After the Bell: Grains, Soy and Livestock Tumble Amid Commodity Rout

Posted on Thu, 03/18/2021 - 14:55

Corn: Corn faced pressure throughout the overnight and day trading session and futures ended near session lows. Old-crop futures settled 10 ¾ to 12 ¼ cents lower, while new-crop futures posted losses around 7 cents. USDA announced a 696,000 MT daily corn sale to China, marking the third large daily sale announcement in a row and pushing weekly sales to 3.076 MMT. The sales could be politically motivated as they came leading up to two days of high-level talks between U.S. and Chinese officials. USDA’s weekly export sales update was also encouraging, with old-crop corn sales of 985,900 MT topping expectations and corn exports hitting a marketing year high of nearly 2.2 MMT.   However, market response was also tempered by news China was working to lessen the amount of corn used in feed and ongoing reports the country’s hog herd rebuilding has been compromised by a resurgence of African swine fever.  

Soybeans: May soybeans closed down 25 1/2 cents today at $13.92 1/4 a bushel. Prices closed near the session low today and settled at a three-week-low close. Profit taking was featured. May soybean meal closed down $6.70 at $398.20 today. Prices closed at a three-month-low close. May bean oil lost 108 points today to close at 53.52 cents.  Profit taking was featured in soybeans today, while soybean meal saw increased technical selling pressure as prices continue to trend lower on the daily bar chart. Bean oil also saw fund and spread profit taking, but was also pressured by a big drop in crude oil prices today. Weather leans price-negative for soybeans and products. In Argentina, more improvement in soil moisture is expected in the next two weeks, especially after rainfall during the past four days proved better than expected. Drier weather will aid soybean harvesting in Brazil with exporters ramping up shipments.

Wheat: May soft red winter wheat futures closed the day down 9 1/2 cents at $6.30 1/2 and May hard red winter what futures closed down 14 cents at $5.87. Both markets hit multi-week lows today and closed near their daily lows.  Extended overnight losses came on weakness in crude oil, a stronger U.S. dollar and general negative commodity price action.  USDA’s export sales report for the week ended March 11 showed wheat sales rose to 390,000 MT, up 40% from the prior four-week average with new-crop sales reported at 139,000 MT. China was the top buyer for both marketing years but most of the old-crop business was switching of sales made previously to unknown destinations. The recharging of U.S. soil moisture has weighed on new-crop values this week. Additionally, drought has been eliminated from central Kansas and eastern Nebraska. Another round of widespread showers impacts the southern and central Plains next week, which will further push drought to far western HRW producing regions.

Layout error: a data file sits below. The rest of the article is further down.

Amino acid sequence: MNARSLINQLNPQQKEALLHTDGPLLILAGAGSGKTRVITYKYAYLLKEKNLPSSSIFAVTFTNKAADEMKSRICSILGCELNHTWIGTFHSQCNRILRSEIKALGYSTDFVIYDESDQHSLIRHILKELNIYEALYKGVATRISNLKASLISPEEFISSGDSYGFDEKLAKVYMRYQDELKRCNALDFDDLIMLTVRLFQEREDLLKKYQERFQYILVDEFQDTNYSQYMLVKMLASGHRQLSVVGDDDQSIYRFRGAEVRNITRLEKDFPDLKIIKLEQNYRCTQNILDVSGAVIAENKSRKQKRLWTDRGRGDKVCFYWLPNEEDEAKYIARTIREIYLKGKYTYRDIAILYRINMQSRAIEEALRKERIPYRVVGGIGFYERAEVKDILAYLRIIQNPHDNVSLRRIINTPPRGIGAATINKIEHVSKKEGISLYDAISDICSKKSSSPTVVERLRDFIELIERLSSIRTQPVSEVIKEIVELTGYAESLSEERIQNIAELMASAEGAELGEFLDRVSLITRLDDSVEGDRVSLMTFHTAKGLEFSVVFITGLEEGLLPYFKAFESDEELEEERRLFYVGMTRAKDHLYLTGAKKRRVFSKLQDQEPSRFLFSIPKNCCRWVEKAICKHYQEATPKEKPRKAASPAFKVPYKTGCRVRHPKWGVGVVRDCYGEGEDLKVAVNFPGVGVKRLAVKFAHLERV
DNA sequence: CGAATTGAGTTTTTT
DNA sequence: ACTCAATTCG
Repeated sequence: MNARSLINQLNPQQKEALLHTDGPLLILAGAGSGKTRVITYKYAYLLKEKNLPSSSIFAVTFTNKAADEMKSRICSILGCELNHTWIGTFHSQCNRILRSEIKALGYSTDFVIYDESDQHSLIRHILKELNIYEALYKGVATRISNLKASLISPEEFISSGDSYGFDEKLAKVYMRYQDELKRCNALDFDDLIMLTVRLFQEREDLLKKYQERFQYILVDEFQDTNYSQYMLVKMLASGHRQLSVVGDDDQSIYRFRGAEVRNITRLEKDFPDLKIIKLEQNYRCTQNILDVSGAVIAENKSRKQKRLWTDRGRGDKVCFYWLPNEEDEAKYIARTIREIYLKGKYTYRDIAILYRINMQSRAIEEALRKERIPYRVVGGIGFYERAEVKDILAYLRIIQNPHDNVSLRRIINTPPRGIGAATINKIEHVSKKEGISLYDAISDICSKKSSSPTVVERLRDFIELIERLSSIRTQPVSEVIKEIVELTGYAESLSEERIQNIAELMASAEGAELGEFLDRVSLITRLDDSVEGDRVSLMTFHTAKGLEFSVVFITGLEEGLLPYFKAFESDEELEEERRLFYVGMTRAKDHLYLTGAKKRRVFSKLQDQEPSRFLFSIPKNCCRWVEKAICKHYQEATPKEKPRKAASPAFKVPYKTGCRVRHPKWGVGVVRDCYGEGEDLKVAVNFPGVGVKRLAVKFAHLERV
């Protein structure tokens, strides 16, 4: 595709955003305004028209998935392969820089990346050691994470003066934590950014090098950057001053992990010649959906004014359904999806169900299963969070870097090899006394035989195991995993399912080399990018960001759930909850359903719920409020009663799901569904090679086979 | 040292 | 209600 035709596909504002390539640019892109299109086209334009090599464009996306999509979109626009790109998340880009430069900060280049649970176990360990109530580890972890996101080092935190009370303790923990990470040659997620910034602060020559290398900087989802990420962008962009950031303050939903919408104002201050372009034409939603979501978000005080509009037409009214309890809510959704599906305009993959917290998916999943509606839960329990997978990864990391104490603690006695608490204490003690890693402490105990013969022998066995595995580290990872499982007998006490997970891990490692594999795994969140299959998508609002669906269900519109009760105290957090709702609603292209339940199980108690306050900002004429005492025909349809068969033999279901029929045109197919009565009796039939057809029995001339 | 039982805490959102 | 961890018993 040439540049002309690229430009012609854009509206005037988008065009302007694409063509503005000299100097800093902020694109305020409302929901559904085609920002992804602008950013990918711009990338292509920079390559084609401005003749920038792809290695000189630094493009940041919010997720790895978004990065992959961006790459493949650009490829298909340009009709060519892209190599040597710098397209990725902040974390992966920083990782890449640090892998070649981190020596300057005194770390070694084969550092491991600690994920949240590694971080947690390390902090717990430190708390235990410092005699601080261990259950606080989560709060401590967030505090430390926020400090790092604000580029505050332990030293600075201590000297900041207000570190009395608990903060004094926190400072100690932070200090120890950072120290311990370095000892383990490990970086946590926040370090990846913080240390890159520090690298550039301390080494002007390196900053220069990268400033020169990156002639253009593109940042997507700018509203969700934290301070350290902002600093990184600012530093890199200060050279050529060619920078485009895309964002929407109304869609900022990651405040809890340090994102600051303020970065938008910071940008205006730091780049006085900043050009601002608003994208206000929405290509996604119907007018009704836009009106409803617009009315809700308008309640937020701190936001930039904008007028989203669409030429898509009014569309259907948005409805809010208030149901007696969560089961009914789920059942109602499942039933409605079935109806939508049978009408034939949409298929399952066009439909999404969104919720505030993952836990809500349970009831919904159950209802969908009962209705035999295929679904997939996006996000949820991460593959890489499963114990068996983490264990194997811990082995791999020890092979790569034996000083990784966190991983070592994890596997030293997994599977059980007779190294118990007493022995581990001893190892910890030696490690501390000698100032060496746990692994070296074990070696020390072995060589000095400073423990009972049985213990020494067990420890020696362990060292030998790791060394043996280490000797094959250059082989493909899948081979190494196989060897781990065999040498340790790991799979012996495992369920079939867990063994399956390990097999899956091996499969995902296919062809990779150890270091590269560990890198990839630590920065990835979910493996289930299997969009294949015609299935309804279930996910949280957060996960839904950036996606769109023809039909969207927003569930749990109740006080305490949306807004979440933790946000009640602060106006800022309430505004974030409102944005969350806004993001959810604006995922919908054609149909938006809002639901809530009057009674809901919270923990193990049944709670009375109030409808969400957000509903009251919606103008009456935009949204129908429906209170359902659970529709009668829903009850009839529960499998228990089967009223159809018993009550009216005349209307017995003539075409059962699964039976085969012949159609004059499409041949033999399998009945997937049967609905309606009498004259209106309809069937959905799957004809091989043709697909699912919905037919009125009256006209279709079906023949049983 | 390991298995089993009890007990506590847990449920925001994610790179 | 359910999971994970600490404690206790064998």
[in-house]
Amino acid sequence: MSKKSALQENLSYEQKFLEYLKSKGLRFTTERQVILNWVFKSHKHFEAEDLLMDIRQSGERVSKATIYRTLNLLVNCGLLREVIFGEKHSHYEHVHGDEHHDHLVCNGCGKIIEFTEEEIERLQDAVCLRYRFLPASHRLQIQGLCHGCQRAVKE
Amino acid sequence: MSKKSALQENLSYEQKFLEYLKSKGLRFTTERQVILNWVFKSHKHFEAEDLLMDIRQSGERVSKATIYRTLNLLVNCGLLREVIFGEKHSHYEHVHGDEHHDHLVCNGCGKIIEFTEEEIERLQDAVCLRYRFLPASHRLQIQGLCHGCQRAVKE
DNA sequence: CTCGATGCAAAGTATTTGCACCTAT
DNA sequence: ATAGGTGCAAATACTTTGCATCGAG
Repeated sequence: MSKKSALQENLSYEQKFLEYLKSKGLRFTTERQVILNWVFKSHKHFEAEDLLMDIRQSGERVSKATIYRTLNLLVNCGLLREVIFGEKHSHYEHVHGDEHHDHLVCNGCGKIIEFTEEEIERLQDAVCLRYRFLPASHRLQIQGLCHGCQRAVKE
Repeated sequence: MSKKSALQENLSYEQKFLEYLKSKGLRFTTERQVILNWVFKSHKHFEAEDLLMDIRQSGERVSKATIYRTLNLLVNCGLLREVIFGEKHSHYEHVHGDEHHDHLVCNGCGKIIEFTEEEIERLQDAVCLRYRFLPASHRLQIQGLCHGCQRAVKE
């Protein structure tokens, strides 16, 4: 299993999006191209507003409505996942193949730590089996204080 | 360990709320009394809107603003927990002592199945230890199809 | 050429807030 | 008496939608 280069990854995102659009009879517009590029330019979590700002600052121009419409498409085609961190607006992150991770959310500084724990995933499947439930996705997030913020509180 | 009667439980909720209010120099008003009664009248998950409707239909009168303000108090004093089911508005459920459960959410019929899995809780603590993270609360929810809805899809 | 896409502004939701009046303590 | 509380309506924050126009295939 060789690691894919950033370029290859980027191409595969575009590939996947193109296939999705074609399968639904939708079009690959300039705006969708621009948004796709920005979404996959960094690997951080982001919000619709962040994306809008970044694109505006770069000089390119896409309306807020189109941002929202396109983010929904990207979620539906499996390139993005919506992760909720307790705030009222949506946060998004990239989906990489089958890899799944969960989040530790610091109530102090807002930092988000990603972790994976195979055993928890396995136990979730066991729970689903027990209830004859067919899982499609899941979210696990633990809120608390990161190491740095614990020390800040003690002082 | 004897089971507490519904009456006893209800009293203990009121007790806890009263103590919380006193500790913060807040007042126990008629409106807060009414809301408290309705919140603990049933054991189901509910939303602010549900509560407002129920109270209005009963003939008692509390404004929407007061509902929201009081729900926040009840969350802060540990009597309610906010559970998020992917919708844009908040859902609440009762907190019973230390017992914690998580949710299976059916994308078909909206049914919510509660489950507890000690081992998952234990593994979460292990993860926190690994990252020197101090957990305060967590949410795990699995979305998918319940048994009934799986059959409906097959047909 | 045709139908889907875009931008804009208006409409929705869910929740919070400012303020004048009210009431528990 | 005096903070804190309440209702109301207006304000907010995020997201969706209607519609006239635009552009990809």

Cotton: May cotton fell 106 points to 85.45 cents and December futures fell 113 points to 82.59. The market was pressured by rising interest rates, a stronger U.S. dollar and tumbling oil prices. Oil futures fell as much as 6.2%, the biggest intraday drop since October, on demand concerns as Chinese demand has slowed and a shaky Covid-19 vaccine rollout in parts of the world spell trouble for a recovery in demand. Rising U.S. long-term interest rates to the highest in more than a year pushed the U.S. dollar higher on the foreign exchange markets. The dollar strength curbs the appeal of commodities, triggering widespread selling throughout the commodity markets today. The general commodity sentiment shifted today, and cotton was not spared the selling pressure. The Bloomberg Commodity index tumbled more than 2.4% to the lowest since Feb. 12.  

Hogs:  April lean hog futures closed up $0.625 at $94.30. June hogs closed down $2.40 at $99.92 today. June prices closed near the session low today after both contracts hit new highs earlier. So far, it appears the was just routine profit taking in June lean hogs after recent solid gains. However, bulls do not want to see follow-through selling pressure on Friday. Nearby lean hog futures are at their highest levels in 6 ½ years. Be aware that when rallies start to steepen after extended moves, it time to watch for exhaustions. This morning’s weekly USDA export sales report showed U.S. pork sales in the week ended March 11 rose to 39,700 MT, up 5% from the prior four-week average. Mexico bought 18,200 MT and China was a net buyer of 5,800 MT. Shipments remains an active 40,600 MT, 5% above the prior four-week average.   

Cattle: April live cattle finished 85 cents lower, while the June through December contracts fell $2.20 to $2.65. Feeder cattle closed 62 1/5 cents to $3.55 lower through the November contract. Cattle futures failed to sustain early price gains, as broad-based selling in the commodity sector eroded buyer interest and weighed on the market. Selling in April live cattle wasn’t as pronounced as deferred contracts, largely because of steady to slightly firmer prices in the cash market. But traders did trim the premium the lead contract holds to the cash market. Most deferred live cattle futures posted bearish key reversals after marking new contract highs before finishing below Wednesday’s lows. That could lead to follow-through selling pressure to close out the week. USDA will also release its Cattle on Feed Report Friday after the close and sometimes traders like to take profits ahead of that data.